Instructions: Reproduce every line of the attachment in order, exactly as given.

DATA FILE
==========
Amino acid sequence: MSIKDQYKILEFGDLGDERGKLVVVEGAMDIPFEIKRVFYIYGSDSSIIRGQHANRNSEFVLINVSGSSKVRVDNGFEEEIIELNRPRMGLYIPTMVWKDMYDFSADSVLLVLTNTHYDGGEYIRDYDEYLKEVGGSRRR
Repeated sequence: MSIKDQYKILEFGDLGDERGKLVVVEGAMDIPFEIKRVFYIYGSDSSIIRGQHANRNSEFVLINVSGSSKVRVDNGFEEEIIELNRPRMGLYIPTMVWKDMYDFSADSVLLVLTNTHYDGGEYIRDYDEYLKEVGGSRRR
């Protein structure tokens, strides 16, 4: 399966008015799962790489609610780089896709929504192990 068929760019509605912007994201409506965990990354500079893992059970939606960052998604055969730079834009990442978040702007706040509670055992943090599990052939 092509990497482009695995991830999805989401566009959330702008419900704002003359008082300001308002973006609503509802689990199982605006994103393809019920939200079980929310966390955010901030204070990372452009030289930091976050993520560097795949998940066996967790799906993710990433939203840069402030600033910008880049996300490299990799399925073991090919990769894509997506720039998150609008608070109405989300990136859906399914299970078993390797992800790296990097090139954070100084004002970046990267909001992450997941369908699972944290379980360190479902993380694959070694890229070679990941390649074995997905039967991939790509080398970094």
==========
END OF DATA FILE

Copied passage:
Amino acid sequence: MSIKDQYKILEFGDLGDERGKLVVVEGAMDIPFEIKRVFYIYGSDSSIIRGQHANRNSEFVLINVSGSSKVRVDNGFEEEIIELNRPRMGLYIPTMVWKDMYDFSADSVLLVLTNTHYDGGEYIRDYDEYLKEVGGSRRR
Repeated sequence: MSIKDQYKILEFGDLGDERGKLVVVEGAMDIPFEIKRVFYIYGSDSSIIRGQHANRNSEFVLINVSGSSKVRVDNGFEEEIIELNRPRMGLYIPTMVWKDMYDFSADSVLLVLTNTHYDGGEYIRDYDEYLKEVGGSRRR
């Protein structure tokens, strides 16, 4: 399966008015799962790489609610780089896709929504192990 068929760019509605912007994201409506965990990354500079893992059970939606960052998604055969730079834009990442978040702007706040509670055992943090599990052939 092509990497482009695995991830999805989401566009959330702008419900704002003359008082300001308002973006609503509802689990199982605006994103393809019920939200079980929310966390955010901030204070990372452009030289930091976050993520560097795949998940066996967790799906993710990433939203840069402030600033910008880049996300490299990799399925073991090919990769894509997506720039998150609008608070109405989300990136859906399914299970078993390797992800790296990097090139954070100084004002970046990267909001992450997941369908699972944290379980360190479902993380694959070694890229070679990941390649074995997905039967991939790509080398970094």